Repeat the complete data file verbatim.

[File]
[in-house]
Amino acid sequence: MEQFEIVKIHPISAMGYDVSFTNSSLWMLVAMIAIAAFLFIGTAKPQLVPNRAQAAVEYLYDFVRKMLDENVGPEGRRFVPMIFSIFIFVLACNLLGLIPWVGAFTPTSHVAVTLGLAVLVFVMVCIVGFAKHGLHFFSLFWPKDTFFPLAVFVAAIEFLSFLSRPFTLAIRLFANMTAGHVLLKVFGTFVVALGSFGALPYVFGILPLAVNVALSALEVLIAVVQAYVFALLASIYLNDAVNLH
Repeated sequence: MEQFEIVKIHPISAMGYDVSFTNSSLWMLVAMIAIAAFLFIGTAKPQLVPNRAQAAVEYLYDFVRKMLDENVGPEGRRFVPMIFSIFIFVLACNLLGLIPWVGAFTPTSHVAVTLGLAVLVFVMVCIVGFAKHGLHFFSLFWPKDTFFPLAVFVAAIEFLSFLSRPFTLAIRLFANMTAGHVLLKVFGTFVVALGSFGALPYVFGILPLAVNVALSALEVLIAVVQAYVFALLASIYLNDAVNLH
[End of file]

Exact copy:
[in-house]
Amino acid sequence: MEQFEIVKIHPISAMGYDVSFTNSSLWMLVAMIAIAAFLFIGTAKPQLVPNRAQAAVEYLYDFVRKMLDENVGPEGRRFVPMIFSIFIFVLACNLLGLIPWVGAFTPTSHVAVTLGLAVLVFVMVCIVGFAKHGLHFFSLFWPKDTFFPLAVFVAAIEFLSFLSRPFTLAIRLFANMTAGHVLLKVFGTFVVALGSFGALPYVFGILPLAVNVALSALEVLIAVVQAYVFALLASIYLNDAVNLH
Repeated sequence: MEQFEIVKIHPISAMGYDVSFTNSSLWMLVAMIAIAAFLFIGTAKPQLVPNRAQAAVEYLYDFVRKMLDENVGPEGRRFVPMIFSIFIFVLACNLLGLIPWVGAFTPTSHVAVTLGLAVLVFVMVCIVGFAKHGLHFFSLFWPKDTFFPLAVFVAAIEFLSFLSRPFTLAIRLFANMTAGHVLLKVFGTFVVALGSFGALPYVFGILPLAVNVALSALEVLIAVVQAYVFALLASIYLNDAVNLH